This post continues my ongoing coverage of wine country travel.
Once known primarily as a hippie haven, Eugene, Ore. is quickly becoming a city where clean living, along with local food and drink, flourish. After a night spent in Dundee, in the Willamette Valley, we meandered south toward this town, which is the home of the University of Oregon and the original psychedelic Merry Prankster, Ken Kesey (there’s a statue in the author’s honor downtown).
The Inn on 5th, the city’s first boutique hotel, opened this spring, complete with luxury suites that have drawn guests such as Nike co-founder Phil Knight. We were among the first to stay at the hotel, which is adjacent to the Fifth Street Public Market.
With rates around $209 a night (found on most search engines), prices are at the high end for Eugene, where the upscale lodging scene has consisted of a Hilton and an independent resort, the Valley River Inn.
So is there a market for this kind of hotel in a town more known for patchouli than Prada? On a tour, the manager told us that the opening month had been busy. He’s hoping that it becomes a draw for executives visiting Nike, more affluent people drawn to the numerous U.S. Track & Field events held in Eugene, and alums interested in reunion and sports activities at the University of Oregon.
Among the hotel’s selling points: Most rooms have gas fireplaces. Gervais Lifestyle Spa fills the first floor. And for those who travel with an entourage, the Grand Terrace Spa Suite has a 10-person shower that can fit a relay team. I also liked the butler doors, where a bellman can leave breakfast or a midnight snack without interruption.
But in my opinion, one of the hotel’s selling points is that it’s adjacent to the Fifth Street Market, the brainchild of local developer Brian Obie. Obie, who served as Eugene’s mayor in the 1980s, built the market a decade earlier, hoping to create something akin to Pike Place Market in Seattle.
While the Eugene version doesn’t have the vibrancy or foot traffic of the market we have here in Seattle, it does have a high cuteness factor going for it. The businesses are locally owned, and range from a flower store to a needlepoint shop to a gallery that sells Swahili art.
Portland’s intensely independent food scene has filtered down the highway to Eugene, where chefs such as Brendan Mahaney of Belly, are showing up on the James Beard nominee list. The Fifth Street Public Market houses Marche restaurant, founded by Stephanie Pearl Kimmel. Open since 1998, the restaurant caused Kimmel to receive a James Beard nomination in 2008.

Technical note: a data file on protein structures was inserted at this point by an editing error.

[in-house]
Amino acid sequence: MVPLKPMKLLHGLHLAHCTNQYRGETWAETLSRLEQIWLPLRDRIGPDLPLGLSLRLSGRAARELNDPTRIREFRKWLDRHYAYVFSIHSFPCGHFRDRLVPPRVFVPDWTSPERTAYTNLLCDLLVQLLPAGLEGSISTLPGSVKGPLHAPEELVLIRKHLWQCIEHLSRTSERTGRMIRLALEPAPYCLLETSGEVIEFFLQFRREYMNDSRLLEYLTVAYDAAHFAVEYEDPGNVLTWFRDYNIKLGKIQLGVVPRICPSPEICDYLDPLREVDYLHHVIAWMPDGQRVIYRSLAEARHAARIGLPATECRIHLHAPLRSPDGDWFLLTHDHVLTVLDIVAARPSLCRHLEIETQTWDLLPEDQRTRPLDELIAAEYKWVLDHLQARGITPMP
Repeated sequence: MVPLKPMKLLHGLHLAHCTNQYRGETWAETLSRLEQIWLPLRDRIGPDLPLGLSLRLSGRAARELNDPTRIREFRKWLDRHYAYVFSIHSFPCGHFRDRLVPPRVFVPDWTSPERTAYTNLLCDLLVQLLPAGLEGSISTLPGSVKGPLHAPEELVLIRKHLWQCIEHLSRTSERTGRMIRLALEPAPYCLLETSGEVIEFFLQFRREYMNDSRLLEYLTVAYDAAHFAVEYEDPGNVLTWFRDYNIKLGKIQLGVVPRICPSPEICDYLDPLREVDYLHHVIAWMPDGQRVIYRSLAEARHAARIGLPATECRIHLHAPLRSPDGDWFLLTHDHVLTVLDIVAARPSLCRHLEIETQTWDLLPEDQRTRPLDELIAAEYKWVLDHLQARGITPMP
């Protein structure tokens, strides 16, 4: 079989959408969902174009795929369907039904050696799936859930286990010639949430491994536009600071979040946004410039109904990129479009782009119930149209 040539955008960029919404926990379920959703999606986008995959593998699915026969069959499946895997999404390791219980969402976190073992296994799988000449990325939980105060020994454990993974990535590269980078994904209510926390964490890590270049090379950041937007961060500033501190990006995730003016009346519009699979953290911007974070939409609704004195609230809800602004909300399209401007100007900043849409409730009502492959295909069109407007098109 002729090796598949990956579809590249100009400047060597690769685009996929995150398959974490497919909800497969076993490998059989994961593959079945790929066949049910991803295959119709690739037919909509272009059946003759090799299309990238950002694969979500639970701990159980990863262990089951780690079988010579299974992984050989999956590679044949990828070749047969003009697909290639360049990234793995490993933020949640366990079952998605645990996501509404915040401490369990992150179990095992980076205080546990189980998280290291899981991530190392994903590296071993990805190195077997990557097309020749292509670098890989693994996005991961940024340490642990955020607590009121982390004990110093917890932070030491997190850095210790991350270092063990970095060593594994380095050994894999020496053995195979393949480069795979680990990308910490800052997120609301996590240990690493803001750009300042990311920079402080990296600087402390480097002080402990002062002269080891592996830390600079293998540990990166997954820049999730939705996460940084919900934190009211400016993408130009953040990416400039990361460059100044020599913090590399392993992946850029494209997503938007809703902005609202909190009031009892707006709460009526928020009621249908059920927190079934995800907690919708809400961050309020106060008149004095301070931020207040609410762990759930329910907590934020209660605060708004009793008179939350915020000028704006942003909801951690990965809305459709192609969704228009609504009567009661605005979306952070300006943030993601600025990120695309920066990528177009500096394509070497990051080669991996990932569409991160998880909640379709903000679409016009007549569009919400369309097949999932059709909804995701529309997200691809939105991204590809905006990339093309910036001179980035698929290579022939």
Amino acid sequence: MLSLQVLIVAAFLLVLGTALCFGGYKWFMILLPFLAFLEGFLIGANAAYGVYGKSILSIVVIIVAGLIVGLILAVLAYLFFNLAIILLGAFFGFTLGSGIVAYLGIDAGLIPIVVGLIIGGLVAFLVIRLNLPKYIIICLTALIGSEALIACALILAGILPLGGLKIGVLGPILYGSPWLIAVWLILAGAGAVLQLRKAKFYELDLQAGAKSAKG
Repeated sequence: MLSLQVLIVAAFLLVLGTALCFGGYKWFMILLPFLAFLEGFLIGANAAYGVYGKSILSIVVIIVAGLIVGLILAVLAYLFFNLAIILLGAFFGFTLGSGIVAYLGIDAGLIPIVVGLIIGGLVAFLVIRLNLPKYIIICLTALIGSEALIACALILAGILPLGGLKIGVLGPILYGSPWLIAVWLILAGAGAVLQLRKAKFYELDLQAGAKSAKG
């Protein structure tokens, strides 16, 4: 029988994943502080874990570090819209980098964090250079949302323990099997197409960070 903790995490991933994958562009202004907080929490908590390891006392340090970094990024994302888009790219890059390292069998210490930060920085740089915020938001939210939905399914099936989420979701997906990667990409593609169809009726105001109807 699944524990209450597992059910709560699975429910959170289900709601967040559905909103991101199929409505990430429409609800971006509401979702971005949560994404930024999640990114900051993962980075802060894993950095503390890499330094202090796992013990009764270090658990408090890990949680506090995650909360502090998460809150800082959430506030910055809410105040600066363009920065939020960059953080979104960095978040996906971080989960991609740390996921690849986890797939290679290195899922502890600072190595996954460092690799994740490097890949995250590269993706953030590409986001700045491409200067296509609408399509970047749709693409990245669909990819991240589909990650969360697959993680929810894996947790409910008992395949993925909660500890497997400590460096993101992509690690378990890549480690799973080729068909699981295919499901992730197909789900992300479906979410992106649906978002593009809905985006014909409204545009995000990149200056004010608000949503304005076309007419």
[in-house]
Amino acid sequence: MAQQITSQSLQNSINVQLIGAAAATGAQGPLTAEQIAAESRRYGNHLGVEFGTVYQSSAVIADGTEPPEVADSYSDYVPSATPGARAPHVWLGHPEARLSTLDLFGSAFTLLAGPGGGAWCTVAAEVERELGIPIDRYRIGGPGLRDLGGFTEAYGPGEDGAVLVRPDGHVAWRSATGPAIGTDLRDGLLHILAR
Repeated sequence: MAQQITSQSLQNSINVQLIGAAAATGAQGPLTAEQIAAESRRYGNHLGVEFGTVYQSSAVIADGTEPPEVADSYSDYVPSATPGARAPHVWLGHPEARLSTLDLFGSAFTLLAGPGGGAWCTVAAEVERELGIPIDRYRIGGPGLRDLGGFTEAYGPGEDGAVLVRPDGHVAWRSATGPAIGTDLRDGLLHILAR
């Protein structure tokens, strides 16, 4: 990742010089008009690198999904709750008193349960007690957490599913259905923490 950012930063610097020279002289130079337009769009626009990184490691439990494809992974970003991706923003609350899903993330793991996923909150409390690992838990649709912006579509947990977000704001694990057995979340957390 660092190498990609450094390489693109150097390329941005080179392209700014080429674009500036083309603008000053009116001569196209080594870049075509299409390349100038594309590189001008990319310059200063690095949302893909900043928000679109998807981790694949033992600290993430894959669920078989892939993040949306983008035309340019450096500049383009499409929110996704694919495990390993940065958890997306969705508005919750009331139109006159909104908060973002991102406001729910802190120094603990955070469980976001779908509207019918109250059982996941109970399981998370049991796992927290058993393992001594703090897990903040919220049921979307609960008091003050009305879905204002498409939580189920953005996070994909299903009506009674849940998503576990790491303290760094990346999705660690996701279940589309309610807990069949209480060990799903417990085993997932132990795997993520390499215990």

As befits Kimmel’s past as culinary director at King Estate Winery, Marche also had a great selection of Oregon wines as pairings. While I knew about the pinot noirs of the Willamette Valley (of which Eugene is in the southern end), I had no idea that Oregon wine country extended past Eugene. The Southern Oregon appellation close to the California border now has four mini-AVAs, including the Umpqua Valley, Red Hill Douglas County, the Rogue Valley, and the Applegate Valley. The region is warmer than the appellations in the north, and so the wines are bolder. Think cabs, merlots and tempranillos. Marche had quite a range of these wines, and it was fun to explore some new tastes.
The wine scene has begun to creep into Eugene, with tasting rooms springing up in locations around the city. We spent some time at LaVelle Vineyards, which has a tasting room in the market, in addition to its winery in Elmira. Several companies in Eugene sponsor driving tours out to the vineyards, and throughout June, the South Willamette Valley Wineries Association will be running Barrel Tasting bus tours, costing $60 for stops at four wineries, so you can avoid drinking while driving.
It will be interesting to see if, over time, Eugene becomes a destination in its own right among foodies, locavores and wine lovers who prefer more upscale restaurants and lodging – or if it will remain true to its hippie roots. I would have liked to have seen more of the latter; if we go back, we will plan to attend the Oregon Saturday Market, where artisans vie with farmers for space, with folk music in the background.